The rigid C2 system that Saddam had forced upon the IQAF--a system that was crippled with relative ease in the opening hours of the war--proved to be a serious liability as well.62 Iraqi pilots, suddenly without the direction they had been taught to depend on entirely, were forced to rely on their own meager skills and initiative--which proved grossly inadequate.63 When employed properly, centralized C2 can be a valuable asset, giving the commander "positive control and a clear overview of the air battle."64 Saddam's personalized system, however, put the Iraqi armed forces in an extremely vulnerable position, because "if any prop was knocked out, the entire strategy could collapse, and it did."65
IQAF Unwilling to Fight
Saddam's Baathization campaign was partially successful in one respect: given the military's political priorities and the type of applicants they attract, many Iraqi officers have apparently come to view the armed forces primarily as a vehicle for advancement within the Baath party. As a result, Iraq's air force is sorely lacking in professionalism and esprit de corps.66 Obviously, a combat death--however glorious--would end a young Baathist pilot's career plans; the more appealing option was to withdraw from the field and later claim a few aerial victories.67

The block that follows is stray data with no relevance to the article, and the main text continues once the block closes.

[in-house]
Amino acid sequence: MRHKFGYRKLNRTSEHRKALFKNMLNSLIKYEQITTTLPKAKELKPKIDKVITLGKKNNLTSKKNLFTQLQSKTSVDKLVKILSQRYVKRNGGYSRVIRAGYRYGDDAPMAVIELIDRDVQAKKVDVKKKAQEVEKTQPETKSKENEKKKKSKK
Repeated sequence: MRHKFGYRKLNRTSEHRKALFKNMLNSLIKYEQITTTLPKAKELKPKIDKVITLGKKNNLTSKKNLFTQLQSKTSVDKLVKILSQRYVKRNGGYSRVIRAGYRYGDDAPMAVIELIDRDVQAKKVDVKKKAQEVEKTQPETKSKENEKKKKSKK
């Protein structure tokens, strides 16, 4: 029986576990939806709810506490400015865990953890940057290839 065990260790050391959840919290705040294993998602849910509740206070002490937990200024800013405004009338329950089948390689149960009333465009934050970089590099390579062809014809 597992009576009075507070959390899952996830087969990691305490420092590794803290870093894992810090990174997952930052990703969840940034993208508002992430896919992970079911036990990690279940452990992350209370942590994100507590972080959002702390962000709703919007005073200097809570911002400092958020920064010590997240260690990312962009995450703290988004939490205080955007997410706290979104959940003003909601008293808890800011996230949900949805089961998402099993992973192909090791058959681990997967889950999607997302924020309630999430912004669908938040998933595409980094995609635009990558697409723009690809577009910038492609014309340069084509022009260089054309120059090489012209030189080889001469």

Saddam's efforts to subjugate the IQAF had also further alienated Iraqi officers who were already opposed or neutral to the Baath regime. The parade of air force-initiated/executed coup attempts that have plagued Saddam's rule is one indication of the chronic dissatisfaction within the IQAF, a dissatisfaction that intensified as Saddam plunged Iraq into another military crisis. During Desert Storm, disgruntled Iraqi pilots refused to sacrifice their lives to support Saddam's ambitions and ill-formulated strategies, despite any notions of patriotism they might have entertained. One Iraqi defector, summarizing the view of many of his countrymen in the armed forces, complained that Iraqis were being forced to fight "not for the good of the country, and not to defend our own homes, but because of the whim of just one man named Saddam."68 Consequently, many Iraqi pilots "refused to fight for a regime they did not respect against an enemy they did,"69 and rumors of a wartime IQAF plot to overthrow Saddam began filtering out of Baghdad.70